On the (Over)Exposures of Stupidity

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In his video “The Internet as Playground and Factory,” Howard Rheingold speaks to the camera:

In the wake of [my] books, I’ve been asked by critics and by scholars, and by myself these things: [are] the use of digital media, communication networks, any good for us—as individuals, relationships, as communities, as democratic societies? I’ve become convinced that the answer is in large part, it depends on what people know. That we’re entering a phase in which the literacies of participation, attention, collaboration, crap detection [sic] and network awareness are critical uncertainties that will determine whether the internet as playground and factory is going to become very, very useful for a large number of people, very useful for a small number of people, or a complete cesspool full of garbage (00:01:15 - 00:02:11).

He goes on to add:

The greatest danger, for example, that parents face when their kids get online is not sexual predation, it’s the odds that their kid is going to fall for bullshit. So I think teaching people how to get the answer to any question . . .  and then trying to determine whether the answer they get is accurate is probably the most important, basic skill (00:02:24-51)

The five cases of what we have been calling the idiocy of videocy—Wallace, Wood, Murmur, Emory, and Ravi—each speak, in different ways not only to Rheingold’s concerns but the concerns of many (both mainstream and academic) voices over the easy and free dissemination of on-line video. The fear is that sites like YouTube are generating a situation where what is counted as knowledge is becoming more polluted and behaviors encouraged by the technologies are becoming (or appearing to become) less ethical. All the personas in the five cases acted with self-assured assertiveness coupled with a bungled action, in short—stupid. They all acted out in what Rheingold might characterize as that “complete cesspool full of garbage,” but that we, in a somewhat different denegating manner, have characterized as “YouTube’s Underbelly.”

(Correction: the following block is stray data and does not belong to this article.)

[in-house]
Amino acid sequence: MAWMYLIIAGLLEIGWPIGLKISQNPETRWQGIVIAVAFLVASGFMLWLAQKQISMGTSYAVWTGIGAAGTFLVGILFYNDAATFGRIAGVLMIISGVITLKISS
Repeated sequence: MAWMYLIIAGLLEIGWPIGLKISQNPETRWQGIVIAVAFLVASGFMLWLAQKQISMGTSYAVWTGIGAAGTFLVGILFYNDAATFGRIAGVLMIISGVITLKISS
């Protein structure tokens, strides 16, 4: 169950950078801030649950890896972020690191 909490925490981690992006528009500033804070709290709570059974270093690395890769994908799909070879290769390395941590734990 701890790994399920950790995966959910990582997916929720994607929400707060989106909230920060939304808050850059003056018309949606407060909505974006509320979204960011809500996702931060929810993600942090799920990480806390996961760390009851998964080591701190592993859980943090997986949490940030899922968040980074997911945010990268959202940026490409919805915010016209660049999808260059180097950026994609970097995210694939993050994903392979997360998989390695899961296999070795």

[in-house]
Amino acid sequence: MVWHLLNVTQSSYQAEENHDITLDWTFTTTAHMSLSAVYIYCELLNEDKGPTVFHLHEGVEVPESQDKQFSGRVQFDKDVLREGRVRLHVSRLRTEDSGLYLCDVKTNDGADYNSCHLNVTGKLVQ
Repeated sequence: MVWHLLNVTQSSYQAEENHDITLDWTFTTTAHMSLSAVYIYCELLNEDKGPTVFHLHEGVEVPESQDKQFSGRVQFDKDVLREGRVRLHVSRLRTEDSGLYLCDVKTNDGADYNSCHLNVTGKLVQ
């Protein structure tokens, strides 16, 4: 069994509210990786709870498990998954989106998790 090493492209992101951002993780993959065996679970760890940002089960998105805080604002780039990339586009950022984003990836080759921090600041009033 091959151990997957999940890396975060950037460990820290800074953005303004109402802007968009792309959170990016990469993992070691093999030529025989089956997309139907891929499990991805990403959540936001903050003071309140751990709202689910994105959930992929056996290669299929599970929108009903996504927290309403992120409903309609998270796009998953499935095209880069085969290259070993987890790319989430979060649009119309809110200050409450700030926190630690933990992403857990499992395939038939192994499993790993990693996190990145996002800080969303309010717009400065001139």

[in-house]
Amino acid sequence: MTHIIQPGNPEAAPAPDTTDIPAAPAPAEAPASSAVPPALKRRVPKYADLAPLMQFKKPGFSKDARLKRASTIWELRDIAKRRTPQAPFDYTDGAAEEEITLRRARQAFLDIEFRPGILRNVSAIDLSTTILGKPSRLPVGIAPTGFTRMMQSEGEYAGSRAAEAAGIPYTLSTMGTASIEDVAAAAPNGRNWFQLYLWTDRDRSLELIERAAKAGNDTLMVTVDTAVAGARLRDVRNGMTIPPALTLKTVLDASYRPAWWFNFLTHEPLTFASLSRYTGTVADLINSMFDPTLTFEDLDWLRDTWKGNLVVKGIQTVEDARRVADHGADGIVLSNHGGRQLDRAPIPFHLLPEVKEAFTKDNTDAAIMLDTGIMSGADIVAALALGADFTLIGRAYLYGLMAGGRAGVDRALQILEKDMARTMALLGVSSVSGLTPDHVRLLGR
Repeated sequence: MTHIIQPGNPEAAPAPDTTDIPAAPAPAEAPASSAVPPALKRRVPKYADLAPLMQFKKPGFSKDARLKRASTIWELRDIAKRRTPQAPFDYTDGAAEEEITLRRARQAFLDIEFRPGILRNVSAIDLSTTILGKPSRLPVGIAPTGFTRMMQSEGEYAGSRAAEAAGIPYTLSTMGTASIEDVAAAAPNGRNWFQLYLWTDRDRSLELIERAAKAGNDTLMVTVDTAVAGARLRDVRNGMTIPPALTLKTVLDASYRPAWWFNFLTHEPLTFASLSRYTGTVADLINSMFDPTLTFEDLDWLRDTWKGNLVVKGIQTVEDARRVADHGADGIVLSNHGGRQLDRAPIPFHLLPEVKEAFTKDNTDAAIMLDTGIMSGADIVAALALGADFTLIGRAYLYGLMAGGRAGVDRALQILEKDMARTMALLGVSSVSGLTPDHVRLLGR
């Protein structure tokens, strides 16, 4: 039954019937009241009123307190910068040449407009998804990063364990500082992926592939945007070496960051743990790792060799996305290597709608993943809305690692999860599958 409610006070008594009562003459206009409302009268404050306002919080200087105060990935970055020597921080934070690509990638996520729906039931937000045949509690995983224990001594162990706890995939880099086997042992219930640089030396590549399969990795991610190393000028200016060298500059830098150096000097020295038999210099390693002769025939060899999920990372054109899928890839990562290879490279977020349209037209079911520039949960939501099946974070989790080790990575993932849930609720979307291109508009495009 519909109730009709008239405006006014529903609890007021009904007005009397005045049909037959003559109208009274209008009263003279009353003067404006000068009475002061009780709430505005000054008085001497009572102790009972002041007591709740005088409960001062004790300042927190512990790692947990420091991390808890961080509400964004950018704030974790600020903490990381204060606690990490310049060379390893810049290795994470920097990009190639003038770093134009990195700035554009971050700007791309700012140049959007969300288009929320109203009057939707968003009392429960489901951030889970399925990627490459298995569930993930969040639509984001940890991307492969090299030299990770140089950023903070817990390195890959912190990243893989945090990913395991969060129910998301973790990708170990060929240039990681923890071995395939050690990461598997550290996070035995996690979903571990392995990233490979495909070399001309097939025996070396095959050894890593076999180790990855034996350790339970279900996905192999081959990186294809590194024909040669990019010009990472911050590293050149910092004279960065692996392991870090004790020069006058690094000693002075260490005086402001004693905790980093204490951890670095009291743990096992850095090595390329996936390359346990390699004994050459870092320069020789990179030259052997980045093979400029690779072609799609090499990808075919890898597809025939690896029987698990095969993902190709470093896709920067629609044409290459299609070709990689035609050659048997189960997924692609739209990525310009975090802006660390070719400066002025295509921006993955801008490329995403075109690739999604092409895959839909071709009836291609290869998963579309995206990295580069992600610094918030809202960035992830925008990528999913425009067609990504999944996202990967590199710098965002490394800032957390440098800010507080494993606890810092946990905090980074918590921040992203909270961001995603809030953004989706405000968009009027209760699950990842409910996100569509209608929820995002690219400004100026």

To be sure, Wallace posted a racist rant and got exposed. Wood’s physically violent classroom rage was captured and disseminated by students, who partially provoked the outburst and were most certainly frightened by it. Murmur thought he covered his (butt) tracks, but he still got busted. In seeking popularity and recognition from his Twitter followers, Ravi pushed his roommate to the ultimate limit.

And yet, we might also revisit each of these cases through the lens of Evan Emory, a young man who recorded himself playing an innocent song for a first grade class and then remixed the recording with sexually explicit lyrics. Emory, after all, is one of the most salient examples of this generation of YouTube Idiots. First, Emory, who called himself a “jackass” after the event, shares with the others (and, at particular times, with the rest of us) the lack of being able to tie actions to how they might impact others and the consequences that could result. Stupidity is like opinions, as the joke goes. Second—and here is where Emory is different—his crime never actually occurred, unless simulating an event, fictionalizing an event, is a crime. He used real children in his simulation, so concerned parents became rather angry, but, as Emory stated in the disclaimers to his video, the children were never exposed to the explicit material. An aspiring comedian, Emory did it—enthusiastically, an enthusiasm that made him appear more stupid than he was—to make people laugh. And it is perhaps here, in the Milli Vanilli of a crime, where a YouTube sense of enthusiasm converts and continues the long, slippery connotations of stupidity in the simulacrum.

What to do in light of such stupidities? As stated above by Rheingold and at the beginning by Reid, it appears that the way out is what everyone already knows—to teach our children well. All we need is the right context, the right framing, a critical interpretive apparatus of information literacy to separate out the useful from the wasteful. And one more thing—that students need to develop stable notions of ownership and identity so they know which parts of their video they made and which parts they borrowed, so they know when someone is using their work without their consent, so they can represent themselves accurately in their own digital storytelling project. As Alex Reid suggests in his own video, establishing a critical literacy and identity formation seem to go hand-in-hand in protecting us from harmful content: